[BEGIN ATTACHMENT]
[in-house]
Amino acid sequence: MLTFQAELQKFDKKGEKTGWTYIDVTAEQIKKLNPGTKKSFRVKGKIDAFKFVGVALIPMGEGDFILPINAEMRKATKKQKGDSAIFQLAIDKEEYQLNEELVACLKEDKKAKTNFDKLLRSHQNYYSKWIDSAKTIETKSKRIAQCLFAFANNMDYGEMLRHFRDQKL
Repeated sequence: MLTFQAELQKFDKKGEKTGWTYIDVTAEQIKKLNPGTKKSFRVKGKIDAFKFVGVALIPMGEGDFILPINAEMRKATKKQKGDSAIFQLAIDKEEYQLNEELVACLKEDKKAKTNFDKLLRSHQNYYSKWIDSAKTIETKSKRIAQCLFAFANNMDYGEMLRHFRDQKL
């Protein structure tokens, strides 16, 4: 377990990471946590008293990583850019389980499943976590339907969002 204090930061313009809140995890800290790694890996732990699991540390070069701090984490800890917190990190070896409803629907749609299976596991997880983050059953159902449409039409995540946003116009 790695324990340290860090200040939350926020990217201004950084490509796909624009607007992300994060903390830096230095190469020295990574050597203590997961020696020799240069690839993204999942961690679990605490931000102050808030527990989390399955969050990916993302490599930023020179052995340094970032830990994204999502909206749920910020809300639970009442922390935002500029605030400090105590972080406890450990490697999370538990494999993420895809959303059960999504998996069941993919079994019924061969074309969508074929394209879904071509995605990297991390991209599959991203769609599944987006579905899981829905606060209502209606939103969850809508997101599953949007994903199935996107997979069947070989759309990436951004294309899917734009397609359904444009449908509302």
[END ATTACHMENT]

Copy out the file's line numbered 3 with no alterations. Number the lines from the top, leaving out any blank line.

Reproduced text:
Repeated sequence: MLTFQAELQKFDKKGEKTGWTYIDVTAEQIKKLNPGTKKSFRVKGKIDAFKFVGVALIPMGEGDFILPINAEMRKATKKQKGDSAIFQLAIDKEEYQLNEELVACLKEDKKAKTNFDKLLRSHQNYYSKWIDSAKTIETKSKRIAQCLFAFANNMDYGEMLRHFRDQKL